US DOT considering electronic forms for drug testing program –

The US Department of Transportation will consider allowing the use of electronic forms and signatures as part of its drug and alcohol testing regulations.

The US DOT published an Advance Notice of Proposed Rulemaking in the Federal Register on Friday, August 5. Comments on the notice will be accepted until October 4.

Specifically, the US DOT is seeking feedback on how the regulations could be changed to allow electronic signatures on documents required under the regulations. In addition, changes will also be considered regarding the authorization of electronic forms.

“The regulatory changes would apply to DOT-regulated employers and their contractors who administer their DOT-regulated drug and alcohol testing programs,” the notice states. “Currently, employers and their service agents must use, sign, and store paper documents exclusively, unless the employer is using an electronic Federal Custody and Drug Testing Control Form system. laboratory that has been approved by the Department of Health and Human Services.”

The US DOT’s goal is to provide additional flexibility and reduced costs for industry “while maintaining the integrity and confidentiality requirements of drug and alcohol testing regulations.”

The public is encouraged to provide feedback on the benefits, risks, ramifications and necessary safeguards associated with the use of electronic forms, signatures and records in the drug testing program.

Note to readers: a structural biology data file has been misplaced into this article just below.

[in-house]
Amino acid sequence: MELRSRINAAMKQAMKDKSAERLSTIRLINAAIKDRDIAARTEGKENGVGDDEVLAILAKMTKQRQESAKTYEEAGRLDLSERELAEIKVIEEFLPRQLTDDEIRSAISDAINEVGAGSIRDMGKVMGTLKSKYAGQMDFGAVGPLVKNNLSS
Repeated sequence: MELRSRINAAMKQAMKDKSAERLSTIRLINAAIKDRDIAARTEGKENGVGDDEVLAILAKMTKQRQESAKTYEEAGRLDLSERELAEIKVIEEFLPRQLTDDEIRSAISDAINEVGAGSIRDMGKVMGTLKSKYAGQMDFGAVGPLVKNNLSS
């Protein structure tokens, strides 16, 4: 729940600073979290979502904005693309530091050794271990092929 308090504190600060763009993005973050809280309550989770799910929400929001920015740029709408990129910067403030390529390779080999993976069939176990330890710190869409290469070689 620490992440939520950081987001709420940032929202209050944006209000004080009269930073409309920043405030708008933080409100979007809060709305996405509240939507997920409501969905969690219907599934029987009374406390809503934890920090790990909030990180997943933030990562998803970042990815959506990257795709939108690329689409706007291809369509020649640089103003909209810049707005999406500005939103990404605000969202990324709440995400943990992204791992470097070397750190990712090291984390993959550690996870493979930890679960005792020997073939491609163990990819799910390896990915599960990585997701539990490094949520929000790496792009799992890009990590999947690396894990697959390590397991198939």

The United States DOT included several questions in the notice.

  • What are the practical impacts of authorizing a fully or partially electronic system?
  • What are the economic impacts of authorizing a fully or partially electronic system?
  • How would system privacy and security be maintained to prevent data breach and loss?
  • How many levels of authentication should be used to ensure the reliability and security of program participants’ signatures?
  • How is the non-repudiation of a system ensured?
  • Are there any lessons learned or best practices shared regarding non-DOT regulated paperless testing?
  • Are there any limitations in a paperless or electronic environment that impact program effectiveness?
  • Would moving to a paperless system mean creating more labels and barcodes and using additional packaging etc. not required in a paper-based system? If so, are there any resulting cost and/or efficiency impacts?
  • What additional definitions would need to be added to Part 40 to account for electronic capabilities or a fully electronic system?
  • What measures need to be in place to ensure that when documents are transmitted to multiple parties, each party is able to access and use the electronic system correctly?

Comments, which include answers to these and other questions, can be made here, or by going to the Regulations.gov website and entering file number DOT-OST-2022-0027. LL

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